The compassion Jesus has, according to the Greek, is a deep out pouring of emotion; a spilling out of his insides.  The sort of compassion a Father has when he sees his prodigal son return and he runs out to greet him; the sort of compassion which urges Jesus to feed 5000.  Yes, this is exactly the compassion of God our Father, the pouring out of his heart which caused him to send his Son Jesus into the world to rescue the world; rescue you and I, from the power of death, as Jesus said ‘For God did not send his Son into the world to condemn the world, but to save the world through him.’

Yes, the compassion of Jesus collided with death that day and it resulted in new life; a second chance, both for the mother and the son.  Jesus reaches out, touches the coffin, reaches out touches the heart of the grieving mother, and says ‘do not cry mum’, son, I say to you get up’.  In an instant, with a mighty Spirit filled word, Jesus turns back time, he gives a second chance to those who are without hope.  The young man is raised from the dead.  And what is most touching is Jesus next action ‘he brought the young man back to the mother’.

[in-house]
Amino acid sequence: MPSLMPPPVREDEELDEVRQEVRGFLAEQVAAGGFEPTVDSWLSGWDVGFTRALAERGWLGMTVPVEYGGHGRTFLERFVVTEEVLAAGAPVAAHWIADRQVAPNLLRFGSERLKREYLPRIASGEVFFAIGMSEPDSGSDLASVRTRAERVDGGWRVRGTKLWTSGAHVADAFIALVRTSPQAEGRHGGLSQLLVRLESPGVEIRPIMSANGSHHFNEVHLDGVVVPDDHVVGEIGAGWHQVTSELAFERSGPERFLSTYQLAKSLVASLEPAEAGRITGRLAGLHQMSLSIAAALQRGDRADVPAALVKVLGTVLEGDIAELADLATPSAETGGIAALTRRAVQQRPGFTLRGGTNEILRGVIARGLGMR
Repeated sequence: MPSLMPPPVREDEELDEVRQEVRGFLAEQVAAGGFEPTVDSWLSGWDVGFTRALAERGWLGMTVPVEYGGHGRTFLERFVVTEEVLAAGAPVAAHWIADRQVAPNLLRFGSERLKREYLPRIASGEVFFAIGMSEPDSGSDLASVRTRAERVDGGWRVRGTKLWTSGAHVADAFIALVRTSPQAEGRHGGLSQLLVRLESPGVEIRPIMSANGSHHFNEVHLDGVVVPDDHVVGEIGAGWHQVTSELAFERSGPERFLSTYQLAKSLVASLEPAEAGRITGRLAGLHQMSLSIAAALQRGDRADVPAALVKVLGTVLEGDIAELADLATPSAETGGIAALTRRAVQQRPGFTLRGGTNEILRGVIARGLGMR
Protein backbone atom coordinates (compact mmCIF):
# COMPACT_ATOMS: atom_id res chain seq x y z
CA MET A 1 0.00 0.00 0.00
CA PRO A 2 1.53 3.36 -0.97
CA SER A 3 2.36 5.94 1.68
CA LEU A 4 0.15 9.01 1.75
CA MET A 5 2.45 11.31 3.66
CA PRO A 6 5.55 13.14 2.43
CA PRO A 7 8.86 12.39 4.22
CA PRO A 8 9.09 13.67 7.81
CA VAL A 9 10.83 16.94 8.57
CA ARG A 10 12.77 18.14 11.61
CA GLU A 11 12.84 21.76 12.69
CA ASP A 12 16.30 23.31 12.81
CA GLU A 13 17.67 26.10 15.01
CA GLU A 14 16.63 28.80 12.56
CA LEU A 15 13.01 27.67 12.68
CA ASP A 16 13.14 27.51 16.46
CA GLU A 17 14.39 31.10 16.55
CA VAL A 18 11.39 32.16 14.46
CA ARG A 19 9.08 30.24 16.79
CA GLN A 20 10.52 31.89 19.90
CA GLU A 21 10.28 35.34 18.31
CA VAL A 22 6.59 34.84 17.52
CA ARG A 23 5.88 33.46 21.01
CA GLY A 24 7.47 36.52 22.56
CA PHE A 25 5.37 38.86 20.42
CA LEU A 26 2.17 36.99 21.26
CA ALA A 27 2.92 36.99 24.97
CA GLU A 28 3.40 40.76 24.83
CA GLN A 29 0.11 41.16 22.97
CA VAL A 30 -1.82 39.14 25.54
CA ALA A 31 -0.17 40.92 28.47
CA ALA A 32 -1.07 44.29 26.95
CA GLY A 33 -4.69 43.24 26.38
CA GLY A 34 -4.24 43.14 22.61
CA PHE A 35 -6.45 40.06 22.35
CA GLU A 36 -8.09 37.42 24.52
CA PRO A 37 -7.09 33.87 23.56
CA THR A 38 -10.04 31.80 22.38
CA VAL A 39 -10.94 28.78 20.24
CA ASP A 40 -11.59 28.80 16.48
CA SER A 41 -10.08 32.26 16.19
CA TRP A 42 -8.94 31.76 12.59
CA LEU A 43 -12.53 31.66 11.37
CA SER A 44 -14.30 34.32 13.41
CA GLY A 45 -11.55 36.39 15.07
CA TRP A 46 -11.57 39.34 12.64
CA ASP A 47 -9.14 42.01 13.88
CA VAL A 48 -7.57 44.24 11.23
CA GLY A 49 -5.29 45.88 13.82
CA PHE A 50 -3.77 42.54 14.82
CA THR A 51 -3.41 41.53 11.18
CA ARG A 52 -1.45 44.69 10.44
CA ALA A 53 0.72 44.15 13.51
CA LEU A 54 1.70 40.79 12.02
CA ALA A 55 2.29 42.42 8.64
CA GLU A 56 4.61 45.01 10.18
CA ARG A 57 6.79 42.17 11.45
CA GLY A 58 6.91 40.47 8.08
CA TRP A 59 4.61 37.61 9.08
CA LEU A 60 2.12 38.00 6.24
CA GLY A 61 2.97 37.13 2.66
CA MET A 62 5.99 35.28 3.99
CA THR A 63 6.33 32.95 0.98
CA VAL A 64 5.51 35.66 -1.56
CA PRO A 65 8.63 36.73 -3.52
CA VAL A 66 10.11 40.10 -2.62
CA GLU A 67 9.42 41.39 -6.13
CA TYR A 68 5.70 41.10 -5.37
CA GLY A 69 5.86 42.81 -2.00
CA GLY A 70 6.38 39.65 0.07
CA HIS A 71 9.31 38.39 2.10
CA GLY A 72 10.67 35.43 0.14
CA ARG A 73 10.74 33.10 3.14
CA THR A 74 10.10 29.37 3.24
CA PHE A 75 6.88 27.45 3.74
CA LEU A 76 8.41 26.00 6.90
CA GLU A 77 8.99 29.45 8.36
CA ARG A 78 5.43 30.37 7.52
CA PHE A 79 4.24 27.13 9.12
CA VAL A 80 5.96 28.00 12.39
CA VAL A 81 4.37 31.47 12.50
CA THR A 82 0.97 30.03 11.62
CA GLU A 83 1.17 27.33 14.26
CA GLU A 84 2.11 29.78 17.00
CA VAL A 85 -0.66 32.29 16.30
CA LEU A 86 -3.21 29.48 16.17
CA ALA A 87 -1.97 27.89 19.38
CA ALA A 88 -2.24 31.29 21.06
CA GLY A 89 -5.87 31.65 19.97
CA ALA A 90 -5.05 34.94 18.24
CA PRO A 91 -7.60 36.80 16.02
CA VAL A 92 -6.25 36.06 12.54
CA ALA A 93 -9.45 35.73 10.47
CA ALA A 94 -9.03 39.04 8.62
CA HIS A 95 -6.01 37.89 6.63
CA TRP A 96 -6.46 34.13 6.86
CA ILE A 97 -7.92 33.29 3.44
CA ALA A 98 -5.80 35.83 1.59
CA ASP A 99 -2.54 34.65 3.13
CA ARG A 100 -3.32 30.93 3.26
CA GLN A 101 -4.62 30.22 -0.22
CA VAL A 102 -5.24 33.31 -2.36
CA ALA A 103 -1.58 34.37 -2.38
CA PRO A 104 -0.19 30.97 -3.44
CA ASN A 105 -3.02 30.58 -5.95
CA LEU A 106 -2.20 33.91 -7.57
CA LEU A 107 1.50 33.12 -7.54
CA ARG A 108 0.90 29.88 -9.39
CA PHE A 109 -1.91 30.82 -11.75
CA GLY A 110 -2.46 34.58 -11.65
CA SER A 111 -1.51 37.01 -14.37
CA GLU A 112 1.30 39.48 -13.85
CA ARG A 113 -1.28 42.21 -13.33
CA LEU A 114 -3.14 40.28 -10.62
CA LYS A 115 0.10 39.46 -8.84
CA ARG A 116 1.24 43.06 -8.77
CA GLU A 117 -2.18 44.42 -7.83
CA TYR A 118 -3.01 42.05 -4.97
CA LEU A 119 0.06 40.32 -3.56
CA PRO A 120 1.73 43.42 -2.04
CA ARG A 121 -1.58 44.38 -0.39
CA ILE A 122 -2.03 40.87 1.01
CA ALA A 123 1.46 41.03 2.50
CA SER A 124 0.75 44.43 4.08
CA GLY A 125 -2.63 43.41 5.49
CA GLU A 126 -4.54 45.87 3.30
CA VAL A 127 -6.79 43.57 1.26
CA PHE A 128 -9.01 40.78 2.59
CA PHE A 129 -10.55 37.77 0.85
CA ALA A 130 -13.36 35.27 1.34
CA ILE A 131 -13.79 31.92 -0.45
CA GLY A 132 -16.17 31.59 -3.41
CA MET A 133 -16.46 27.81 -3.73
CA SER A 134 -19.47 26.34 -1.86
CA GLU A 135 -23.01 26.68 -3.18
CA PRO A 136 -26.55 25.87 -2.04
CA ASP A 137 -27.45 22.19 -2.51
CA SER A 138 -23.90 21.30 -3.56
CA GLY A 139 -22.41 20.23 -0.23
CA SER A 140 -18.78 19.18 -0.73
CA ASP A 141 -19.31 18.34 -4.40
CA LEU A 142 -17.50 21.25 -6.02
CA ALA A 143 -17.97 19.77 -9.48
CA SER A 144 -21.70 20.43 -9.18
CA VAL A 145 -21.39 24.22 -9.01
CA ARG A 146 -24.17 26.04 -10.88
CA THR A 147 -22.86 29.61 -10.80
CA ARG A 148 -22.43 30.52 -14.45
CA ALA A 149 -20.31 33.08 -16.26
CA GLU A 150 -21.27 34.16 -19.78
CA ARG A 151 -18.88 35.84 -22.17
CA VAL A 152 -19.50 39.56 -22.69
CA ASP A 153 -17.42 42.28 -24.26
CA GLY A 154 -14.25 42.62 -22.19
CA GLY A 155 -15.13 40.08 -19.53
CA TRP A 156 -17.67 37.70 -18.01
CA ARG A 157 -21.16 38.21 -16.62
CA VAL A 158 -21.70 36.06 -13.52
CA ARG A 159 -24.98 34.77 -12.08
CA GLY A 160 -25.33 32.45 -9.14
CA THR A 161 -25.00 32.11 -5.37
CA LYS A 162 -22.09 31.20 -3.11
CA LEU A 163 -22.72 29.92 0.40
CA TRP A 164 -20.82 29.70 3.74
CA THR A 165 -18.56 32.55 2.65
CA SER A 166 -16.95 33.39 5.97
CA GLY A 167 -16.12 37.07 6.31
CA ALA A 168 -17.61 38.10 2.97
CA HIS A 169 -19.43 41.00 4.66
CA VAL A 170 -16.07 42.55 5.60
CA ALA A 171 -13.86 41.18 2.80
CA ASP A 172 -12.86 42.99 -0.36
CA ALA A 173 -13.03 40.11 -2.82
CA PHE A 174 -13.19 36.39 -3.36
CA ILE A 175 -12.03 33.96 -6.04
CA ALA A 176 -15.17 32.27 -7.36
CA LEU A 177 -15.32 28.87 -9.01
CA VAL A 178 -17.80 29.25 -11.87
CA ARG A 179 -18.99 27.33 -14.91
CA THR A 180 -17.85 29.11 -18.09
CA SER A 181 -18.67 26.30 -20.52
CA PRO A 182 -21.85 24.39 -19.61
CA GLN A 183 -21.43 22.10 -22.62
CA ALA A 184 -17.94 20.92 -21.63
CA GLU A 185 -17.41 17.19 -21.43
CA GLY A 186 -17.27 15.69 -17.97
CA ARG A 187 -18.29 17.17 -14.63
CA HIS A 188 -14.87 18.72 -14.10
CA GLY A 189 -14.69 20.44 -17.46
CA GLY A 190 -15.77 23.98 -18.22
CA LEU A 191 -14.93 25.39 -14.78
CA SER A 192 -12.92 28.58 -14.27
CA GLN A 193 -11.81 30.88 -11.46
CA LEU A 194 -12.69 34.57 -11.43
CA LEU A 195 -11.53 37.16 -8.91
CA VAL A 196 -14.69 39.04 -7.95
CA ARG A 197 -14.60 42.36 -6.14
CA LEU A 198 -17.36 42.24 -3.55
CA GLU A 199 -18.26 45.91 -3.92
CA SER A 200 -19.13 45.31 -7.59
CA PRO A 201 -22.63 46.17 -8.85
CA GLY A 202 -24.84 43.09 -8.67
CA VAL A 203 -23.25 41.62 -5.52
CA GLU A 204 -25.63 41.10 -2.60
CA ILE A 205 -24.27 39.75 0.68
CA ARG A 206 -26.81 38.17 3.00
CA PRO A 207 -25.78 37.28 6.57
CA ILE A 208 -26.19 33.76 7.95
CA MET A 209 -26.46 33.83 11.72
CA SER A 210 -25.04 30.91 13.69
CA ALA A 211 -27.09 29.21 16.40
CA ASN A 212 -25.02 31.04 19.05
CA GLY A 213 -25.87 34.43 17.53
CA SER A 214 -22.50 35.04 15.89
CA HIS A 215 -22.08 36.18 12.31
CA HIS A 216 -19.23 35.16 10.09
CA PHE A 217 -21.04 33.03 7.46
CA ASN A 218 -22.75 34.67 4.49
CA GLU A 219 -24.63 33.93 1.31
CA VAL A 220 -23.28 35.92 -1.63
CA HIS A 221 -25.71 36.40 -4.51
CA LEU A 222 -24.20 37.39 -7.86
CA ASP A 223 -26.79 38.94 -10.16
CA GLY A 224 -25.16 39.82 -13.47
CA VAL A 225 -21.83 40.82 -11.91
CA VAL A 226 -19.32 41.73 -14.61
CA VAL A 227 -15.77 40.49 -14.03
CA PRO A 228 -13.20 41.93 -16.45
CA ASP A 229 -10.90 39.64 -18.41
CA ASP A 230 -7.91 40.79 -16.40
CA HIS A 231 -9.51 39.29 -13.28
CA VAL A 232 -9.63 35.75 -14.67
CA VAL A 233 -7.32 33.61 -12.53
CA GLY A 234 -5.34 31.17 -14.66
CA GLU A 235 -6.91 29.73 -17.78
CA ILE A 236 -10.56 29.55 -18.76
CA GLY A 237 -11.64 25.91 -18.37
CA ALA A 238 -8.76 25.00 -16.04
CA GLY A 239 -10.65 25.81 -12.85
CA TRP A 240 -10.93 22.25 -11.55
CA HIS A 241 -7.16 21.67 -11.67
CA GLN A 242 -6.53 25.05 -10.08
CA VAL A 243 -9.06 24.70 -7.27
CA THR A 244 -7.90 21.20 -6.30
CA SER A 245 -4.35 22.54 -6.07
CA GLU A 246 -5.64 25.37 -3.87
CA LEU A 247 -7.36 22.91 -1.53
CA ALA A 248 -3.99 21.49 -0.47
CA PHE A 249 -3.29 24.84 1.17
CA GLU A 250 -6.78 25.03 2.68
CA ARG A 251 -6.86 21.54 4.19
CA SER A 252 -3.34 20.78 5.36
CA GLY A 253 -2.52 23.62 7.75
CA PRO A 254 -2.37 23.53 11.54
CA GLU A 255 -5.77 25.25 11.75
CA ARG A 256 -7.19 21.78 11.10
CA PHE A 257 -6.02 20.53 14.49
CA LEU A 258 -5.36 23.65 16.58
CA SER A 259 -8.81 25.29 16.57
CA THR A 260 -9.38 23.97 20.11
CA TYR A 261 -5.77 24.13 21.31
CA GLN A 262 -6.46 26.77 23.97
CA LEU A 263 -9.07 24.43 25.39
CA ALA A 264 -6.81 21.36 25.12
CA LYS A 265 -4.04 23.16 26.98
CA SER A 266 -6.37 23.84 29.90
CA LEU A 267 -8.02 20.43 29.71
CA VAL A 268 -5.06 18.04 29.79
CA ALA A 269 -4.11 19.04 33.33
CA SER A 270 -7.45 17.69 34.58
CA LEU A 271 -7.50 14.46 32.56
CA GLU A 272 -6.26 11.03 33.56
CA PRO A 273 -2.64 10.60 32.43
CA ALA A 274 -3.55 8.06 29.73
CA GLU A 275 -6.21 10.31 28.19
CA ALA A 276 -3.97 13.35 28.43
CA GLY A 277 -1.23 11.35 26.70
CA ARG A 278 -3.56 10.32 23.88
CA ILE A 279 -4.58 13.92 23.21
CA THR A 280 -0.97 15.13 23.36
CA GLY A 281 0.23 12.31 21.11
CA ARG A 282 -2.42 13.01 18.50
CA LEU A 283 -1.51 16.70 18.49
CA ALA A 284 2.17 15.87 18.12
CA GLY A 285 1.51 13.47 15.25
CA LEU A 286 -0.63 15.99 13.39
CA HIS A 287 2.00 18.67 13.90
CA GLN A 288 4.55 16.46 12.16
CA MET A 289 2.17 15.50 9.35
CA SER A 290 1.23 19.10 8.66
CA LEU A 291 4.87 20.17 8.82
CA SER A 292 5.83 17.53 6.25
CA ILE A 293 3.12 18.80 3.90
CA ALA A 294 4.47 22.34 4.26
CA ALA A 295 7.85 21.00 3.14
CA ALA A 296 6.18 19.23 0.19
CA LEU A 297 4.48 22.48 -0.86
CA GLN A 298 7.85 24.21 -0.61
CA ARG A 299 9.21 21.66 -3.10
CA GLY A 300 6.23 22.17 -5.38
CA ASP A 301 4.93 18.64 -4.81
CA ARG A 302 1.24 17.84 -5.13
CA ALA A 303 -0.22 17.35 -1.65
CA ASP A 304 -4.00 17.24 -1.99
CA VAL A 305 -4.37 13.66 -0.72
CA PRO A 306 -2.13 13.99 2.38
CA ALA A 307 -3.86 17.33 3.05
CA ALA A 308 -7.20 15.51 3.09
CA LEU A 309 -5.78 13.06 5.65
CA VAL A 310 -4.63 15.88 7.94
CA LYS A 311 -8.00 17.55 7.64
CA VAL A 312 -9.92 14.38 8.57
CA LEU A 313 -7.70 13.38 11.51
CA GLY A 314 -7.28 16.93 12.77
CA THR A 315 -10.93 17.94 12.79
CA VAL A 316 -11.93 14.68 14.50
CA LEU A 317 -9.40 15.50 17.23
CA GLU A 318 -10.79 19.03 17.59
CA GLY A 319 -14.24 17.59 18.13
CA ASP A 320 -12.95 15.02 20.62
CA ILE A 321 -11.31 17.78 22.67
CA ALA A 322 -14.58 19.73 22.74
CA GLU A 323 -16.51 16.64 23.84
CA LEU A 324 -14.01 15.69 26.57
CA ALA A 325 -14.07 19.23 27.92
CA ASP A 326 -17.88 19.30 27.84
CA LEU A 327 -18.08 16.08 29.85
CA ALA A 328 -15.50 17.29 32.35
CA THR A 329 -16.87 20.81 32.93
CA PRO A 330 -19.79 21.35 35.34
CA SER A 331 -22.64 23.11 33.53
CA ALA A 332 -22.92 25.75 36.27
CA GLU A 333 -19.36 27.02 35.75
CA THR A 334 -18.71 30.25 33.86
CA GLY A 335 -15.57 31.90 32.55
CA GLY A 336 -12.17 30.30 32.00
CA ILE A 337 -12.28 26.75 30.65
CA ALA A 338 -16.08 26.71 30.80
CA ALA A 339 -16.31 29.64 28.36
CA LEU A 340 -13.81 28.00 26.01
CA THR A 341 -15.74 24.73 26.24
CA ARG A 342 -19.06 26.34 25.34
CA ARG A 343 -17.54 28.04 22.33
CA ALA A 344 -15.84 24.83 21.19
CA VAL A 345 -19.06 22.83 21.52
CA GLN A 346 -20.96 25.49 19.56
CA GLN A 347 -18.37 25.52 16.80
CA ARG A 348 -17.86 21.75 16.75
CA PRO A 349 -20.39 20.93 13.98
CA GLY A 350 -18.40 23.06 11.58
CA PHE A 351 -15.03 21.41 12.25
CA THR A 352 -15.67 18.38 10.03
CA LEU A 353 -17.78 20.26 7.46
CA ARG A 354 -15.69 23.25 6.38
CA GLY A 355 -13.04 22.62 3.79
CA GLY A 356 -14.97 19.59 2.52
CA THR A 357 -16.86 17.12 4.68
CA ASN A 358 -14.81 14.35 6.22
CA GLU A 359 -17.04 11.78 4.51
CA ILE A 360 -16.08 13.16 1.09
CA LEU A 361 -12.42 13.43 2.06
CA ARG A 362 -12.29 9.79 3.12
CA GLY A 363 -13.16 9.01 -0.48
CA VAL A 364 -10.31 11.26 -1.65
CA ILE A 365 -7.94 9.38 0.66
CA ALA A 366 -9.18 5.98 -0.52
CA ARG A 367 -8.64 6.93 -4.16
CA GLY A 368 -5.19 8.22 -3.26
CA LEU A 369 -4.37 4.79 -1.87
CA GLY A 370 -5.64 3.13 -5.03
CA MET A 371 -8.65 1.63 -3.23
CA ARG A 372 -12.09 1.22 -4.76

Today, it seems as if we are two processions, both going in different directions.  One procession, Lutheran have had to make the break from regular worship here in Nyngan, the other procession, Uniting, remain and have had to accept this sad reality.  Two groups of people, both with different intentions, both going in different directions, meet together today in God’s house.  We too meet at a gate.  Not the gate of Nain, but with Jesus who said ‘I am the gate; whoever enters through me will be saved. He will come in and go out, and find pasture.’